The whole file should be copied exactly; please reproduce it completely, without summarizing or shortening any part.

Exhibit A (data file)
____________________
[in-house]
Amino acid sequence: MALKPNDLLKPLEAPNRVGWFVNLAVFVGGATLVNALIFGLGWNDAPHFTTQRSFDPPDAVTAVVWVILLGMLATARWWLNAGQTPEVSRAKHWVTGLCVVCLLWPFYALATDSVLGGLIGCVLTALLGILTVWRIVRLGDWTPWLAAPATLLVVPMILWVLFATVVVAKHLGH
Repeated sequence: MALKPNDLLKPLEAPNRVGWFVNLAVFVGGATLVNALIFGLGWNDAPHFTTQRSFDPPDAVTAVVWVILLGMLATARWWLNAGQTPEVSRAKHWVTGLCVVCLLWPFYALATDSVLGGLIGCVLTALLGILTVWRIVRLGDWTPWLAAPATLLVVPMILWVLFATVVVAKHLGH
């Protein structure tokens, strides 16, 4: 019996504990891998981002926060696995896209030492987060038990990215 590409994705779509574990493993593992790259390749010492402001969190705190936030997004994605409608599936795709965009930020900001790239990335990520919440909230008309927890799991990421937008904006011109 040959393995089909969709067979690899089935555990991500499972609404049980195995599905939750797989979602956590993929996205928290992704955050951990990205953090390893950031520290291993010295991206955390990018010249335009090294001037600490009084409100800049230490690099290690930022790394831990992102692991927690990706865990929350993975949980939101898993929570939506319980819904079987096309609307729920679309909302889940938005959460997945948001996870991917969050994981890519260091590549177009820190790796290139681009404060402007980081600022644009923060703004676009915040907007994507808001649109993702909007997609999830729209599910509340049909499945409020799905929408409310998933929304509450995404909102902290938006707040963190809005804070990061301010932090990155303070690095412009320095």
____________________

[in-house]
Amino acid sequence: MALKPNDLLKPLEAPNRVGWFVNLAVFVGGATLVNALIFGLGWNDAPHFTTQRSFDPPDAVTAVVWVILLGMLATARWWLNAGQTPEVSRAKHWVTGLCVVCLLWPFYALATDSVLGGLIGCVLTALLGILTVWRIVRLGDWTPWLAAPATLLVVPMILWVLFATVVVAKHLGH
Repeated sequence: MALKPNDLLKPLEAPNRVGWFVNLAVFVGGATLVNALIFGLGWNDAPHFTTQRSFDPPDAVTAVVWVILLGMLATARWWLNAGQTPEVSRAKHWVTGLCVVCLLWPFYALATDSVLGGLIGCVLTALLGILTVWRIVRLGDWTPWLAAPATLLVVPMILWVLFATVVVAKHLGH
């Protein structure tokens, strides 16, 4: 019996504990891998981002926060696995896209030492987060038990990215 590409994705779509574990493993593992790259390749010492402001969190705190936030997004994605409608599936795709965009930020900001790239990335990520919440909230008309927890799991990421937008904006011109 040959393995089909969709067979690899089935555990991500499972609404049980195995599905939750797989979602956590993929996205928290992704955050951990990205953090390893950031520290291993010295991206955390990018010249335009090294001037600490009084409100800049230490690099290690930022790394831990992102692991927690990706865990929350993975949980939101898993929570939506319980819904079987096309609307729920679309909302889940938005959460997945948001996870991917969050994981890519260091590549177009820190790796290139681009404060402007980081600022644009923060703004676009915040907007994507808001649109993702909007997609999830729209599910509340049909499945409020799905929408409310998933929304509450995404909102902290938006707040963190809005804070990061301010932090990155303070690095412009320095």